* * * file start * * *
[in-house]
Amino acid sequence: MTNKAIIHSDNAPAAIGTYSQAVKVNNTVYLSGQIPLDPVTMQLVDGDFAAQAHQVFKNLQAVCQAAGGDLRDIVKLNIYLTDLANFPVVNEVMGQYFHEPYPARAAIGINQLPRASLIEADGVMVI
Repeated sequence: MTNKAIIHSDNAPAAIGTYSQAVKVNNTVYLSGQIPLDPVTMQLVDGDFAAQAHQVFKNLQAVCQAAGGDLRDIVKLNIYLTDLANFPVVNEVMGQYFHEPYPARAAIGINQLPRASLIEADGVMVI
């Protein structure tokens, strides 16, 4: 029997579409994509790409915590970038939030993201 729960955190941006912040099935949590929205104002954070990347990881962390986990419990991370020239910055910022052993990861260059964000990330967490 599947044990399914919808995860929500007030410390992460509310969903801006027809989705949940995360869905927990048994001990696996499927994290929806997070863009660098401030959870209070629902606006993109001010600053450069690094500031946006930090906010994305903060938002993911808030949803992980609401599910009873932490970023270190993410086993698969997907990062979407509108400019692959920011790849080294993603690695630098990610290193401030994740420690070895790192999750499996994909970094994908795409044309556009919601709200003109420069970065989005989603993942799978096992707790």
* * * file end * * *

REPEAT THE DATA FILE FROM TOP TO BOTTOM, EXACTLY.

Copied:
[in-house]
Amino acid sequence: MTNKAIIHSDNAPAAIGTYSQAVKVNNTVYLSGQIPLDPVTMQLVDGDFAAQAHQVFKNLQAVCQAAGGDLRDIVKLNIYLTDLANFPVVNEVMGQYFHEPYPARAAIGINQLPRASLIEADGVMVI
Repeated sequence: MTNKAIIHSDNAPAAIGTYSQAVKVNNTVYLSGQIPLDPVTMQLVDGDFAAQAHQVFKNLQAVCQAAGGDLRDIVKLNIYLTDLANFPVVNEVMGQYFHEPYPARAAIGINQLPRASLIEADGVMVI
């Protein structure tokens, strides 16, 4: 029997579409994509790409915590970038939030993201 729960955190941006912040099935949590929205104002954070990347990881962390986990419990991370020239910055910022052993990861260059964000990330967490 599947044990399914919808995860929500007030410390992460509310969903801006027809989705949940995360869905927990048994001990696996499927994290929806997070863009660098401030959870209070629902606006993109001010600053450069690094500031946006930090906010994305903060938002993911808030949803992980609401599910009873932490970023270190993410086993698969997907990062979407509108400019692959920011790849080294993603690695630098990610290193401030994740420690070895790192999750499996994909970094994908795409044309556009919601709200003109420069970065989005989603993942799978096992707790």